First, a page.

Category Archives: Jennings Killer(s)

ArkLaMiss Mysteries: Who killed the Jeff Davis 8?

JENNINGS, La. (KNOE) – Eight women were killed in one small town in south Louisiana between 2005 and 2009. Their killer has never been caught. They’re called the Jeff Davis 8, and it’s a case that has haunted a community for more than a decade.

These are the eight women killed in Jennings, Louisiana between 2005 and 2009. Their killer is still on the loose.

There’s no easy way to get to Jennings, Louisiana. Small, two lane roads eventually lead you to the small, quiet town. But for years, this town has been hiding a dark secret.

Eight women killed in just four years. Who did it? Well that remains a question without an answer.

In May of 2005, a fisherman found the body of Loretta Chaisson in a creek on the outskirts of town. Later that same year another body

Read more at: http://www.knoe.com/content/news/ArkLaMiss-Mysteries-Who-killed-the-Jeff-Davis-8-420659733.html

10 True Crime Books That Will Keep You Up All Night Long

There’s something uncomfortably borderline-voyeuristic about reading true crime books. Such books are not, after all, thrillers or mysteries wherein the suffering is fictional and the thief/kidnapper/abuser/killer gets smacked in the face by karma at the oh-so-satisfying conclusion. In true crime, the victims are real, and very rarely do their stories end tied up in a nice, neat bow. As a reader, I know all this, and yet, I’ll still be the first person to admit to reading true crime — and as any true crime reader knows, since first discovering classics like In Cold Blood and Helter Skelter, it’s hard not to get just a little hooked.

But why do readers get so hooked on terrifying true crime books, anyway? There is something to be said for the heart-pounding hope of willing good to reign supreme over evil. There’s also something about wanting to understand the nature of

Read more at: https://www.bustle.com/p/10-true-crime-books-that-will-keep-you-up-all-night-long-44550

Opinion: Series of murders in Louisiana highlight lack of justice, police corruption

“Murder in the Bayou: Who Killed the Women Known as the Jeff Davis 8?” was published in Sept. 2016 by investigative journalist Ethan Brown about his research into a series of murders surrounding Jennings, Louisiana that occurred between 2005 and 2009. While the implications in Brown’s book have been shocking, if not wholly surprising, they illustrate the many abuses by institutions charged with serving the public such as law enforcement and journalist towards communities on the lowest rungs of American social class.

In his book, Brown immediately debunks the serial killer myth that has persisted since the initiation of the unsolved crime’s task force in 2008.

Brown also asserts that “local law enforcement [including the task force] is far too steeped in misconduct and corruption to run an investigation [with integrity].” In fact, numerous named sources claim blatant corruption by local authorities throughout the article and Brown mentions a scene of egregious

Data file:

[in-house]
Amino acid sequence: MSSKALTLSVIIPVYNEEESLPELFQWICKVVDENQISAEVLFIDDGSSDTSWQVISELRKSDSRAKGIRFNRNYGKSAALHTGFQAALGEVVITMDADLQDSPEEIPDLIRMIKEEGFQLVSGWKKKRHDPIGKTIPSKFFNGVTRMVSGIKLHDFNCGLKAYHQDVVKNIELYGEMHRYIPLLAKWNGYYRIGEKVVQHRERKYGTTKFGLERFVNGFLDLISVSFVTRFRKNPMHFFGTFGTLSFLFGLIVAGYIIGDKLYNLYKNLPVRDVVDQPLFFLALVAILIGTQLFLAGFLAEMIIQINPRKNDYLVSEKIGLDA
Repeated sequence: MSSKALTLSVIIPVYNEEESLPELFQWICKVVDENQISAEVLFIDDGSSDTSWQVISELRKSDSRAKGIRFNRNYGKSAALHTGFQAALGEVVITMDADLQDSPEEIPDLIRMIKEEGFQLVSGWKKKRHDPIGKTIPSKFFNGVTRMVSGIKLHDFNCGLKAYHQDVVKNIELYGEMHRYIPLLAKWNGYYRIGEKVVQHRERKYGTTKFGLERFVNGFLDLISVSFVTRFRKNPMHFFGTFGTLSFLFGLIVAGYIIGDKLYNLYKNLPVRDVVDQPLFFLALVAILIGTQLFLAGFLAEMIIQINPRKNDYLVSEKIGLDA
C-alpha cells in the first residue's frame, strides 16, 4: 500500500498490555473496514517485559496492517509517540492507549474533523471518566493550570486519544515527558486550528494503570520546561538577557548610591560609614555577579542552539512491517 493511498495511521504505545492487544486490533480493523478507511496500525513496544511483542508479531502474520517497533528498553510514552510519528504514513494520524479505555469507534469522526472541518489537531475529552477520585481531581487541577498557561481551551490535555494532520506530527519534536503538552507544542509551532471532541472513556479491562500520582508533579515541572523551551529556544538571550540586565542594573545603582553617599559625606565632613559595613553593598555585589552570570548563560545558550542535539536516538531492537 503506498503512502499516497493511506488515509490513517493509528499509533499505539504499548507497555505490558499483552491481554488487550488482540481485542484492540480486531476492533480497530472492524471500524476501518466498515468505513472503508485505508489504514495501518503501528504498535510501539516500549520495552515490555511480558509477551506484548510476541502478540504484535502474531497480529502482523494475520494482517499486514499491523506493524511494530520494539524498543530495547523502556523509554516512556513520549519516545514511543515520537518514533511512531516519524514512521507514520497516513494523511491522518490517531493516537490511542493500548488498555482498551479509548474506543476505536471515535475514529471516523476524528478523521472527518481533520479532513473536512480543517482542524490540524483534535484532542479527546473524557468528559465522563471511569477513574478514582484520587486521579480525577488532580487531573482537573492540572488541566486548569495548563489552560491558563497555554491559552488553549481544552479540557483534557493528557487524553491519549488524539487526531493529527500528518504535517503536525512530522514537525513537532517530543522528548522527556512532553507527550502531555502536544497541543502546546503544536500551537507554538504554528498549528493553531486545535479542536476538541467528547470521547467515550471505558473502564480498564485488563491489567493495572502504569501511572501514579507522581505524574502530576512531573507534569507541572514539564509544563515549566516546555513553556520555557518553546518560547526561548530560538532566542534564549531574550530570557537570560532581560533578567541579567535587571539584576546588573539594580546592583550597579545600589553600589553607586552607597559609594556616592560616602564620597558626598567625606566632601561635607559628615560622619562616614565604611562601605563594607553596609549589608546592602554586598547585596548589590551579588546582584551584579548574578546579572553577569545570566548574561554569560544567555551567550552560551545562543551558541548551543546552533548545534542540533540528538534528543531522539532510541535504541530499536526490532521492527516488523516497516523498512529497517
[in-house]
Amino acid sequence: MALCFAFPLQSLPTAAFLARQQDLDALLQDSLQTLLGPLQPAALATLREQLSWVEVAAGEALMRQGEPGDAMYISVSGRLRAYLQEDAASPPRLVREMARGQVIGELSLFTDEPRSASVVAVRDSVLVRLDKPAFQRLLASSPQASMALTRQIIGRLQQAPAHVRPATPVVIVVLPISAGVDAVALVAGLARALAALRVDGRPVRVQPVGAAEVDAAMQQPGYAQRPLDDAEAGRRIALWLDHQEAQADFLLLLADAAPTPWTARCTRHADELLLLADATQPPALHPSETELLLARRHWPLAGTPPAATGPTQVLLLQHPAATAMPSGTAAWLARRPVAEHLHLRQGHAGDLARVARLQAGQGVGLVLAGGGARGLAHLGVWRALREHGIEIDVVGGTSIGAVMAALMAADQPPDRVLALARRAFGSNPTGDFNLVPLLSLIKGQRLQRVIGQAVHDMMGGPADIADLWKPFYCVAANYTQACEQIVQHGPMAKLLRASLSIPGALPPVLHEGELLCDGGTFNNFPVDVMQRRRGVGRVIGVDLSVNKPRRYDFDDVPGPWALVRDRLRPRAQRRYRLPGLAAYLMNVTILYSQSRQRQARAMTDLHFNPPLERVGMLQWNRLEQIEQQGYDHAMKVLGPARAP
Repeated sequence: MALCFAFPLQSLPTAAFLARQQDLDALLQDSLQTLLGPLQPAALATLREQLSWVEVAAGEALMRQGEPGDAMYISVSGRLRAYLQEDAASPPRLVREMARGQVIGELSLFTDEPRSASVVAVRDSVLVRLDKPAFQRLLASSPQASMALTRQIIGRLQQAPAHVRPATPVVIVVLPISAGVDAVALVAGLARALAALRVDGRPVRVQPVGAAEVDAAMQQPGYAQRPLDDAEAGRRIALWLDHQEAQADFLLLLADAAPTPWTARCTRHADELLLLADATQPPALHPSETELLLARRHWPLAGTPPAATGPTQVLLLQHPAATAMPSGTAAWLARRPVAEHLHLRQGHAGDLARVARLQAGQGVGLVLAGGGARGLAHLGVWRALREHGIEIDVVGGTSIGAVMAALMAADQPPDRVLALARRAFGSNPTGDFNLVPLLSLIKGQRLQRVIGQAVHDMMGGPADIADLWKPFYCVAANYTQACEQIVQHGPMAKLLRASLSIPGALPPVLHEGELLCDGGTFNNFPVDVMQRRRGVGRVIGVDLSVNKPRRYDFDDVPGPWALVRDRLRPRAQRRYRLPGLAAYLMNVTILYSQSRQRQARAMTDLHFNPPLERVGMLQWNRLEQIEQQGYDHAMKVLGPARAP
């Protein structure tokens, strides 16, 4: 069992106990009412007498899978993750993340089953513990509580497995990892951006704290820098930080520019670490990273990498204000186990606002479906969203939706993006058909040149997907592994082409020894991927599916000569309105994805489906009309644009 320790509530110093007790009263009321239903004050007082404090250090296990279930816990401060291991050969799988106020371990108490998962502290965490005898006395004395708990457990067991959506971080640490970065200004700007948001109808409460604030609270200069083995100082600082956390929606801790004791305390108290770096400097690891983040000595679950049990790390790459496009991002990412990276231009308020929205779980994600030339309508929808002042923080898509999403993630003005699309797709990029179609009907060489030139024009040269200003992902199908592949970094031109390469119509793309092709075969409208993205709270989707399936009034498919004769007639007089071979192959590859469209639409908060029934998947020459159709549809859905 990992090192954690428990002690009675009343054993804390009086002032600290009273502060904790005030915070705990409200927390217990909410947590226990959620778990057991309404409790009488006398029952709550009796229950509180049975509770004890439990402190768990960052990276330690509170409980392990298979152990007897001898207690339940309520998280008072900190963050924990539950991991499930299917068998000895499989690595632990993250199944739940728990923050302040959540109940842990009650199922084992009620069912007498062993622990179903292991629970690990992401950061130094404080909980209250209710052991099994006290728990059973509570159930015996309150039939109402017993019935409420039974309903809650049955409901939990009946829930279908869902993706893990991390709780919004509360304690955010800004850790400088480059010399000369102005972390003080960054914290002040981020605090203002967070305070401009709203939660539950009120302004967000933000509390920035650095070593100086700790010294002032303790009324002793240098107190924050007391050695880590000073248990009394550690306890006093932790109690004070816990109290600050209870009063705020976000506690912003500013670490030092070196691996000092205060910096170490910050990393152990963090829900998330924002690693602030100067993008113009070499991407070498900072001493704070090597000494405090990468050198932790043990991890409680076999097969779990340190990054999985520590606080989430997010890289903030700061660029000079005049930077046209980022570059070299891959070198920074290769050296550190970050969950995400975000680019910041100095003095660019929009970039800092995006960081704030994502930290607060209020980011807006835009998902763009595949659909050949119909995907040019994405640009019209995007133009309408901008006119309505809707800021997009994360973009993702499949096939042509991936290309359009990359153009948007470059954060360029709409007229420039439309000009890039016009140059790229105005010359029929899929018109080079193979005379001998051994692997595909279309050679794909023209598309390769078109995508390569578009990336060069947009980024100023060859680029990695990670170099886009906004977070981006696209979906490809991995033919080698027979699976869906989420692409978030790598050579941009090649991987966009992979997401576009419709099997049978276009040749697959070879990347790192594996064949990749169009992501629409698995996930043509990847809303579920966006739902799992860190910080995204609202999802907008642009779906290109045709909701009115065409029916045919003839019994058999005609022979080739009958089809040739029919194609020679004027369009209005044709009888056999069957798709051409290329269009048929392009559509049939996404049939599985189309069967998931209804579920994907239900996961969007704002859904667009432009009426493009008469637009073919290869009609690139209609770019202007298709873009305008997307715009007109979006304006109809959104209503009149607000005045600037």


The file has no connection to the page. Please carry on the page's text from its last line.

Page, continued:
Read more at: http://www.lsunow.com/daily/opinion-series-of-murders-in-louisiana-highlight-lack-of-justice/article_b0aacd2a-e34a-11e6-a1ec-4384e09faed0.html

5 days ago

Kristen Gary Lopez’s grandmother still kept the newspaper clippings stored in a box. When investigative journalist Ethan Brown met her at her home and they sat down at her kitchen table, she got them out. “And she’d laminated them,” Brown told me, “which you can see anybody doing.” In March of 2007, the body of Kristen Gary Lopez was found in Jefferson Davis Parish, Louisiana. One year later, her cousin Brittney Gary would also be found.

But what stuck with him wasn’t the clippings, Brown suggested. “She said, ‘You can have these if you want.’ And I said: ‘I don’t want them, they’re yours! I’m not taking your memories.’”

Brown’s new book Murder in the Bayou: Who Killed the Women Known as the Jeff Davis 8? traces the intersecting lives of eight Louisiana women,

Read more at: https://psmag.com/murder-in-the-bayou-66e33a245c6d

Murder in the Bayou

Kristen Gary Lopez’s grandmother still kept the newspaper clippings stored in a box. When investigative journalist Ethan Brown met her at her home and they sat down at her kitchen table, she got them out. “And she’d laminated them,” Brown told me, “which you can see anybody doing.” In March of 2007, the body of Kristen Gary Lopez was found in Jefferson Davis Parish, Louisiana. One year later, her cousin Brittney Gary would also be found.

But what stuck with him wasn’t the clippings, Brown suggested. “She said, ‘You can have these if you want.’ And I said: ‘I don’t want them, they’re yours! I’m not taking your memories.’”

Brown’s new book Murder in the Bayou: Who Killed the Women Known as the Jeff Davis 8? traces the intersecting lives of eight Louisiana women,

Read more at: https://psmag.com/murder-in-the-bayou-66e33a245c6d

Dark Truth Behind 8 Sex Workers Murdered in the Bayou